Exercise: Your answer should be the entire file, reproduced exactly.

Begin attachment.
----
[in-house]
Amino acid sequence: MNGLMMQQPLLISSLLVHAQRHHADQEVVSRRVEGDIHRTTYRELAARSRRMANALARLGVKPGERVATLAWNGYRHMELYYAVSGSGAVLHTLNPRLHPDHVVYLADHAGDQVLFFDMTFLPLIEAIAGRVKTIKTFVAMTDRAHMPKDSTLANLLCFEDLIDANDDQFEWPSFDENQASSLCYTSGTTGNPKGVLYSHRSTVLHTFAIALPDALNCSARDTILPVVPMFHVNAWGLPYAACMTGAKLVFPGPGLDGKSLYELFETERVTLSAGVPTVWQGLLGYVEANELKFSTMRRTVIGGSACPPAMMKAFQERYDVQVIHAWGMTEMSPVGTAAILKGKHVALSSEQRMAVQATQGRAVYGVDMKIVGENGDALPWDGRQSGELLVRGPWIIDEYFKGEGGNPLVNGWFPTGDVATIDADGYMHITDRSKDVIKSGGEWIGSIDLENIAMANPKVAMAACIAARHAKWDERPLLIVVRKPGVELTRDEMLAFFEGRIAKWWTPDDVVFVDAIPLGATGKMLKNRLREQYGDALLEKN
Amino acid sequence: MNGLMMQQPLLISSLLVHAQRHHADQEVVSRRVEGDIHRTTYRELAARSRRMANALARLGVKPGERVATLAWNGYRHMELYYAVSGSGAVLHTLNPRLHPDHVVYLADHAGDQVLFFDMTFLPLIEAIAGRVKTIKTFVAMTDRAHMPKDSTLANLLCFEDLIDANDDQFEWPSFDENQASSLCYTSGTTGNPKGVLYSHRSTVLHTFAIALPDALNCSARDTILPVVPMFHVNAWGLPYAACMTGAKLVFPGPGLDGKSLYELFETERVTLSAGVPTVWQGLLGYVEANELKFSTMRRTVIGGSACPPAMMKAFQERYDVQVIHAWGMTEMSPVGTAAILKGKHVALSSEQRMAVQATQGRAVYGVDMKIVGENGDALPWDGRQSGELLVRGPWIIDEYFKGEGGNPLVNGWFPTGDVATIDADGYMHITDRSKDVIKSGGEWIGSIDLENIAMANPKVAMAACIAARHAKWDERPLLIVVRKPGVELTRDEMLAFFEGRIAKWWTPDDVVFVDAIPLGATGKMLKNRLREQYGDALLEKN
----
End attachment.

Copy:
[in-house]
Amino acid sequence: MNGLMMQQPLLISSLLVHAQRHHADQEVVSRRVEGDIHRTTYRELAARSRRMANALARLGVKPGERVATLAWNGYRHMELYYAVSGSGAVLHTLNPRLHPDHVVYLADHAGDQVLFFDMTFLPLIEAIAGRVKTIKTFVAMTDRAHMPKDSTLANLLCFEDLIDANDDQFEWPSFDENQASSLCYTSGTTGNPKGVLYSHRSTVLHTFAIALPDALNCSARDTILPVVPMFHVNAWGLPYAACMTGAKLVFPGPGLDGKSLYELFETERVTLSAGVPTVWQGLLGYVEANELKFSTMRRTVIGGSACPPAMMKAFQERYDVQVIHAWGMTEMSPVGTAAILKGKHVALSSEQRMAVQATQGRAVYGVDMKIVGENGDALPWDGRQSGELLVRGPWIIDEYFKGEGGNPLVNGWFPTGDVATIDADGYMHITDRSKDVIKSGGEWIGSIDLENIAMANPKVAMAACIAARHAKWDERPLLIVVRKPGVELTRDEMLAFFEGRIAKWWTPDDVVFVDAIPLGATGKMLKNRLREQYGDALLEKN
Amino acid sequence: MNGLMMQQPLLISSLLVHAQRHHADQEVVSRRVEGDIHRTTYRELAARSRRMANALARLGVKPGERVATLAWNGYRHMELYYAVSGSGAVLHTLNPRLHPDHVVYLADHAGDQVLFFDMTFLPLIEAIAGRVKTIKTFVAMTDRAHMPKDSTLANLLCFEDLIDANDDQFEWPSFDENQASSLCYTSGTTGNPKGVLYSHRSTVLHTFAIALPDALNCSARDTILPVVPMFHVNAWGLPYAACMTGAKLVFPGPGLDGKSLYELFETERVTLSAGVPTVWQGLLGYVEANELKFSTMRRTVIGGSACPPAMMKAFQERYDVQVIHAWGMTEMSPVGTAAILKGKHVALSSEQRMAVQATQGRAVYGVDMKIVGENGDALPWDGRQSGELLVRGPWIIDEYFKGEGGNPLVNGWFPTGDVATIDADGYMHITDRSKDVIKSGGEWIGSIDLENIAMANPKVAMAACIAARHAKWDERPLLIVVRKPGVELTRDEMLAFFEGRIAKWWTPDDVVFVDAIPLGATGKMLKNRLREQYGDALLEKN